John Comisi, DDS, MAGD.
Why should "... dentists [be] included in the study as one of the alternative providers -- which they actually are ..."? This statement is interesting, since I always considered myself as THE principle provider of dental care, not an alternative, just as physicians are the principle provider of medical care. There are, in my opinion, auxiliaries to providing care that supplement and complement the care that is supervised and directed by the doctor (be it physician or dentist). Personally, I know that I work more effectively and efficiently because of these important and valuable team members, but I am the principle provider and not an alternative.
If it is "so well-known" that dentists are the least able to provide care to the underserved, it would seem logical to provide the numerous list of references to back up his assertions.
The diagnosis, interpretation, and implementation of care for patients need to have a responsible party involved in the process. Typically, this responsibility resides with the doctor. This is true in both the medical and dental models. The ultimate liability for improper care always comes to rest with the doctor. If the dental health aide therapist (DHAT) or dental therapists (DT) model is to be accepted, then that liability will then need to rest solely with those practitioners. It doesn't matter how many years of education any provider of care has -- there is a standard that must be met. If it is done by a doctor, hygienist, DHAT, or DT, the standard of care must be met, and the liability will be present in all situations.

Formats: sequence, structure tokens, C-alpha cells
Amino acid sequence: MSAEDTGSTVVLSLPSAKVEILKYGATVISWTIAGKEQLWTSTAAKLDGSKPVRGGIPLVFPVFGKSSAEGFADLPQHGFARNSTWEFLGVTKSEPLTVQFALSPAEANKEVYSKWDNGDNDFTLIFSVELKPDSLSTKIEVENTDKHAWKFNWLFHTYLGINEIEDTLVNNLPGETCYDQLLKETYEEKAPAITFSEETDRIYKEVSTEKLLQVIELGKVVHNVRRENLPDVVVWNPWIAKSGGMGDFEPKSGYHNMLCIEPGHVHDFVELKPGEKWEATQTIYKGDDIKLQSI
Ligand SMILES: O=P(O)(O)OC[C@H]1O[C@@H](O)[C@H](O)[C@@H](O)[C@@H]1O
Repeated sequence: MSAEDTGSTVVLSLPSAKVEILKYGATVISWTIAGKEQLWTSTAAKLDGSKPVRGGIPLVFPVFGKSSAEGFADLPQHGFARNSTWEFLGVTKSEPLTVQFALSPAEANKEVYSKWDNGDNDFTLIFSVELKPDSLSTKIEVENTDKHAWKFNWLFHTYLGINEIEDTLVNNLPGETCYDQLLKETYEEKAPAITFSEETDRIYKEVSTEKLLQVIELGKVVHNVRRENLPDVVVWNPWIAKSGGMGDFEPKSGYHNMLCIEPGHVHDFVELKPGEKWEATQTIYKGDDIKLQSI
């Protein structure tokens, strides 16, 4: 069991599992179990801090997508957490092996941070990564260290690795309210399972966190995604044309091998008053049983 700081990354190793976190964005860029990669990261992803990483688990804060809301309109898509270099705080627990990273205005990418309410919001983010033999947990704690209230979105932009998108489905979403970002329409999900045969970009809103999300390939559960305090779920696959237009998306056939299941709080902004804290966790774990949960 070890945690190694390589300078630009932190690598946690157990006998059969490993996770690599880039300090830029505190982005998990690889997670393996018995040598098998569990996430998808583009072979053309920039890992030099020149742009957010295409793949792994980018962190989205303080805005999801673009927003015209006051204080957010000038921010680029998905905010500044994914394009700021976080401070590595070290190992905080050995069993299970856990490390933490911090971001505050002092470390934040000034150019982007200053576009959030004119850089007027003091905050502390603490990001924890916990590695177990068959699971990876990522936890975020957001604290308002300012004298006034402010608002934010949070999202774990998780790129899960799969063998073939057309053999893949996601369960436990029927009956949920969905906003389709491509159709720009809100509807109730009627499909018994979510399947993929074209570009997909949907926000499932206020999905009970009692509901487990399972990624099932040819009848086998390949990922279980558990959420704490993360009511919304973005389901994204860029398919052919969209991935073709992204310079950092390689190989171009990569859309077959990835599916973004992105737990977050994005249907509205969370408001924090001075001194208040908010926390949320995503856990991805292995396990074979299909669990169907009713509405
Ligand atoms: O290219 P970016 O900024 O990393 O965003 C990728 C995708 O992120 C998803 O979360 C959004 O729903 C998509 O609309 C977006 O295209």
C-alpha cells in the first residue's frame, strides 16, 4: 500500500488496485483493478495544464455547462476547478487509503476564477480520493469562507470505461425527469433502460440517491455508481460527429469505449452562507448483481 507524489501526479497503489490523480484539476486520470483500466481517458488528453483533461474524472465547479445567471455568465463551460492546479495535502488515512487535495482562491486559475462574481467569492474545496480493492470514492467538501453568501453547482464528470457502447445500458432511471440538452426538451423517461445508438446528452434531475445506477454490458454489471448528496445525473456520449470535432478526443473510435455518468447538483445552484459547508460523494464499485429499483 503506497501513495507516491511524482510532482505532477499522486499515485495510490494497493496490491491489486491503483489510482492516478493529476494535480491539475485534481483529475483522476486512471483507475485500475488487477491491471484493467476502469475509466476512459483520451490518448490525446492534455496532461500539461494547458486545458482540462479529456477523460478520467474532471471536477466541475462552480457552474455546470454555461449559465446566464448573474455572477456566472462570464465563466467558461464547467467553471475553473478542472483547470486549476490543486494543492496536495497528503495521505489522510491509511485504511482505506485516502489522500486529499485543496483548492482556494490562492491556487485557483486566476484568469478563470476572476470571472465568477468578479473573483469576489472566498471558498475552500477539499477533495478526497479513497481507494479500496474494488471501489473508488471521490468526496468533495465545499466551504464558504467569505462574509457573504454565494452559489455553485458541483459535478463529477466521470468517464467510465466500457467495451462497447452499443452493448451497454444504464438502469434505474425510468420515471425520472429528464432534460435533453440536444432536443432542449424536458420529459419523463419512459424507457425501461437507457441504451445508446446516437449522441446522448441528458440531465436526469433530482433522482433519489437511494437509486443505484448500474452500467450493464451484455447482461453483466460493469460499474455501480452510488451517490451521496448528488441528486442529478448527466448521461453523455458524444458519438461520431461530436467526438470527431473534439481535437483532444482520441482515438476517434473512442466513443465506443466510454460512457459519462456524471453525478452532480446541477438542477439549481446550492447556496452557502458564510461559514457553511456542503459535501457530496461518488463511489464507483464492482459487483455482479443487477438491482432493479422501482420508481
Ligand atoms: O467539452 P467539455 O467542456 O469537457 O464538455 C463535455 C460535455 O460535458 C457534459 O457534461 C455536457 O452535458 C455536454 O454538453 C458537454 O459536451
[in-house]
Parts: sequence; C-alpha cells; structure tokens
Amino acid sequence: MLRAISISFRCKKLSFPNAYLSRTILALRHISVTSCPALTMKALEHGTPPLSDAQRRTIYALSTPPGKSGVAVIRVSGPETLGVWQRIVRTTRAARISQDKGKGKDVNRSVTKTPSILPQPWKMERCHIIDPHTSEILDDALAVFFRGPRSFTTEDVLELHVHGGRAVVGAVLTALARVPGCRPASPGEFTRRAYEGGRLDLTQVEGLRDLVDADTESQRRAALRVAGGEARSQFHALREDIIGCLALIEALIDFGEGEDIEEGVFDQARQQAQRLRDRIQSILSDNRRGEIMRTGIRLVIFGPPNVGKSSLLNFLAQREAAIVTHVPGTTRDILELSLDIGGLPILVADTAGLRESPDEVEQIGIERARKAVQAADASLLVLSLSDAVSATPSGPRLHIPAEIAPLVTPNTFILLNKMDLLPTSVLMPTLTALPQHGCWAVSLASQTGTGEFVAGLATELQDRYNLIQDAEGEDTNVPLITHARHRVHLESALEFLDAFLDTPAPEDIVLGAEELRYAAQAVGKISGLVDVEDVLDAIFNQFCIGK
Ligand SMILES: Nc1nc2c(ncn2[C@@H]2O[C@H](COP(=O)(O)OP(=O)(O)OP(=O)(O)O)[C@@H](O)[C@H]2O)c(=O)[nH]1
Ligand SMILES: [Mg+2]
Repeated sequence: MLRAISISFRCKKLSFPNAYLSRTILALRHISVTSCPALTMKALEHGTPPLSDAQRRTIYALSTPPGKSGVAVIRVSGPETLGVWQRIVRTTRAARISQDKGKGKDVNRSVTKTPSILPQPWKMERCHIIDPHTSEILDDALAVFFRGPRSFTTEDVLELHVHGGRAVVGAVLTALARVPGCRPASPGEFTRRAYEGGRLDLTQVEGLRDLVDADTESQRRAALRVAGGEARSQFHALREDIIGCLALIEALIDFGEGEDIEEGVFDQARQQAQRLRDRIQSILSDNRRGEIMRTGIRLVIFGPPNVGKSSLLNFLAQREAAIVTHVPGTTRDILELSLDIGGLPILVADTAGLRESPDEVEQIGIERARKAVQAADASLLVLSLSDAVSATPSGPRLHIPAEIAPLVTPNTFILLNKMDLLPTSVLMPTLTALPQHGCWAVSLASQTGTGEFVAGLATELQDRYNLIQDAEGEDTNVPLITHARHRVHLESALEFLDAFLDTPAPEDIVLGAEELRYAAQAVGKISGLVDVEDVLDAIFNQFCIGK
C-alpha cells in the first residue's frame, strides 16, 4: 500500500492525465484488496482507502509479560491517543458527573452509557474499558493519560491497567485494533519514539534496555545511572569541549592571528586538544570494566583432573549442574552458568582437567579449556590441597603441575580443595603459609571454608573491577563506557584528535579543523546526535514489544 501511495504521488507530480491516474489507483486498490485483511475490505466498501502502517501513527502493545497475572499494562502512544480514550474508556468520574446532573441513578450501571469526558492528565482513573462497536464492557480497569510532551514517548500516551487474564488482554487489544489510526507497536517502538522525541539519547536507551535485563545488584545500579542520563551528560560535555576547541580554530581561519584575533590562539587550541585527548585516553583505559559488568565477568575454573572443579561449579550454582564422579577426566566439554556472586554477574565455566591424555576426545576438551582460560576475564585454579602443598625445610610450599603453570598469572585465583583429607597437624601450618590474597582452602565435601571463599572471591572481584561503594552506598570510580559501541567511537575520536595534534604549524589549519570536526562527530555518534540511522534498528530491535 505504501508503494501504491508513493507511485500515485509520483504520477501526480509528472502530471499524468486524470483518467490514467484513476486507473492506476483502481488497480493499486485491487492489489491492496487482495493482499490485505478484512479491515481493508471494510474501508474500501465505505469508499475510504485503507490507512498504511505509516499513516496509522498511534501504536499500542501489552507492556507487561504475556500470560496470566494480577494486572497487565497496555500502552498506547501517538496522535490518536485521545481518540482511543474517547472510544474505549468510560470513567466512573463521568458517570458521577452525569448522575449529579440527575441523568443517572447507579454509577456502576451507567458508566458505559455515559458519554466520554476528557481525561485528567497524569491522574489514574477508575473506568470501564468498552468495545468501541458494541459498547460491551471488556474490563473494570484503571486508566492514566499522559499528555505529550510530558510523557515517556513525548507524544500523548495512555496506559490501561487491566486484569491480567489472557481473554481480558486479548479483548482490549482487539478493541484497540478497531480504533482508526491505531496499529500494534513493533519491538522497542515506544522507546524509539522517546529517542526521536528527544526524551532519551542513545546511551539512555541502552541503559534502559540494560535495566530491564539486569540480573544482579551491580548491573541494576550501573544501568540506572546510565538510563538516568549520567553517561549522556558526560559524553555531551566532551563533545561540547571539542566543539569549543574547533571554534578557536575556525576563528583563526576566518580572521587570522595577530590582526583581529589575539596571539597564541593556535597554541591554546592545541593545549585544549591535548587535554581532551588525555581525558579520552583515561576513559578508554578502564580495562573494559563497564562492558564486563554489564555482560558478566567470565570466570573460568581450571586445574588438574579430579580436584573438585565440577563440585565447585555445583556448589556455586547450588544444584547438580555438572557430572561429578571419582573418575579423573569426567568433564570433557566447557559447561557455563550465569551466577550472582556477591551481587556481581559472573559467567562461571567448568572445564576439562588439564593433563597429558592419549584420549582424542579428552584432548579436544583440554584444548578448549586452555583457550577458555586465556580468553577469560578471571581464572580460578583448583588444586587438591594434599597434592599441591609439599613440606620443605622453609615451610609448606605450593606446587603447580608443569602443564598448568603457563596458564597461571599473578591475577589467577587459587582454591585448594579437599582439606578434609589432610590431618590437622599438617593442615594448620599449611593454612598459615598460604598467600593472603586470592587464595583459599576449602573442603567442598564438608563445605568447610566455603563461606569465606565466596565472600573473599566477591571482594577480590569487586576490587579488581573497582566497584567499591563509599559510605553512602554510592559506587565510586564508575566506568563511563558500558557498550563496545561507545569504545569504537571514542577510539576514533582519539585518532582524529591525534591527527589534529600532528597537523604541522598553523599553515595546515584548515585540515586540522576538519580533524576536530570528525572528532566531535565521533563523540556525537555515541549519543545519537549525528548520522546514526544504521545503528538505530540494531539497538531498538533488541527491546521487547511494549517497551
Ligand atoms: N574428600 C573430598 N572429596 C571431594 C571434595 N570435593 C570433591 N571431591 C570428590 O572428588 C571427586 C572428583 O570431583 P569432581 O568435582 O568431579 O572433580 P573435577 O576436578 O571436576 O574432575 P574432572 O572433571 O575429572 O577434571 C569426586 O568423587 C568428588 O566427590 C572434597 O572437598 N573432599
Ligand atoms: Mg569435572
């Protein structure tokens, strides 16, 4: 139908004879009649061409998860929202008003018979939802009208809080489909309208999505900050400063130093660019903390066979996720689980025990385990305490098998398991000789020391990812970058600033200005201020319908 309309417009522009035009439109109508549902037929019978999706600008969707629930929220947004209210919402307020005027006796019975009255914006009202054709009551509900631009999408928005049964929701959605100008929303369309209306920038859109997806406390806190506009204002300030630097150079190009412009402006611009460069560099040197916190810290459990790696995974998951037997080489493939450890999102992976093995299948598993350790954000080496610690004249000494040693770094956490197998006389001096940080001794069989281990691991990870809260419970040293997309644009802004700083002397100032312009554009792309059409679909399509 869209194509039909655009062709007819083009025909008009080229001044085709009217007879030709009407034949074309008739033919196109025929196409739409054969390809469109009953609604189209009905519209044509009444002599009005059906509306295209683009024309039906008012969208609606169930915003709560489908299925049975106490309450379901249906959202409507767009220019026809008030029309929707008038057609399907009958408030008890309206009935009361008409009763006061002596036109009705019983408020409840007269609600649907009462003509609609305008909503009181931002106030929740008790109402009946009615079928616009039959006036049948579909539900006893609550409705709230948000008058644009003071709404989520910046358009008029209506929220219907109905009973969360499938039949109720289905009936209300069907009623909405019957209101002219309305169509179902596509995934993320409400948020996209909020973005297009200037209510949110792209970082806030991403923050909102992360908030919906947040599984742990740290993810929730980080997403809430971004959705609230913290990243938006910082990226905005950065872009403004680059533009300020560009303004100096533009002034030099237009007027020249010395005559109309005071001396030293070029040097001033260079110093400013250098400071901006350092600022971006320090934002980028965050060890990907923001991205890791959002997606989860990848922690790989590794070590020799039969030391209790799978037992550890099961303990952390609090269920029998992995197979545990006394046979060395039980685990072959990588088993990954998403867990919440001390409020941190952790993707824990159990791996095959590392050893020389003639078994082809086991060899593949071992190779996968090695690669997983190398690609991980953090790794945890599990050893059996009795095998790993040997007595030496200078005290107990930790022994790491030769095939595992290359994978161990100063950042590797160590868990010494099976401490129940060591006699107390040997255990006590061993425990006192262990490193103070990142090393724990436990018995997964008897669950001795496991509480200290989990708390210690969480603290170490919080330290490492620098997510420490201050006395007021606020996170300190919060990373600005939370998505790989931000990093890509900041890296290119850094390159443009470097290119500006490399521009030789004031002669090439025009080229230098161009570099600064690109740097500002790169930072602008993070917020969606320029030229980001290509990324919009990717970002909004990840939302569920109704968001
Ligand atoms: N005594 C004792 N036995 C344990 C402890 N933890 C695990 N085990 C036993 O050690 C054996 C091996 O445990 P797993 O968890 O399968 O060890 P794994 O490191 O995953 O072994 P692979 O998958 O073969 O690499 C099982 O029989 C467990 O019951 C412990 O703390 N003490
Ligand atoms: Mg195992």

From a "business" perspective, the costs of business loans, rent, electricity, phone, equipment, supplies, etc. will be a constant. If the cost for running the business, ANY business, outweighs the income generated, the business just will not be able to stay viable and will no longer be able to serve the population it was intended.
Of the modalities discussed -- private practice and community health centers -- only one of these requires personal risk. Community health centers are created and funded by the taxpayer base. This is the only way for these entities to exist, and in our current economic climate, is there really a long-term source of funding that is going to be available? Are private corporations going to become an integral part of the provision of healthcare? Is their bottom line going to be patient-focused or profit-focused?
Medicaid reimbursement rates have not kept pace with the cost of doing business in dentistry. No business can afford to do business at a rate that will not enable it to stay in business. There is no appreciation in government for dentistry. They only see it as a "throw away" part of the medical model. There is no value to them, even though they claim to be concerned about the perceived lack of dental care provided. Yet not one of them wants to provide sufficient reimbursements to provide this care. I would suggest that they take a closer look at this. If you were to pay appropriate fees for the care rendered, do you truly believe that there would be a lack of providers?
Finally, as an ADA member, I believe they have provided insight to the mechanism of business and the problems that will likely arise when, and if, this midlevel provider system gets established. Thank you to the ADA!
John Comisi, DDS, MAGD, has been in private practice in Ithaca, NY, since 1983. He is a graduate of the Northwestern University Dental School and received his Bachelor of Science in Biology at Fordham University. He has lectured nationally and internationally, and has contributed to a variety of journals, including General Dentistry, Compendium of Continuing Dental Education, Dental Product Shopper, Dental Products Report, Oral Health Journal, and Inside Dentistry.
Dr. Comisi is a member of the ADA, Academy of General Dentistry, American Equilibration Society, International and American Associations of Dental Research, and National Dental Practice Based Research Network.
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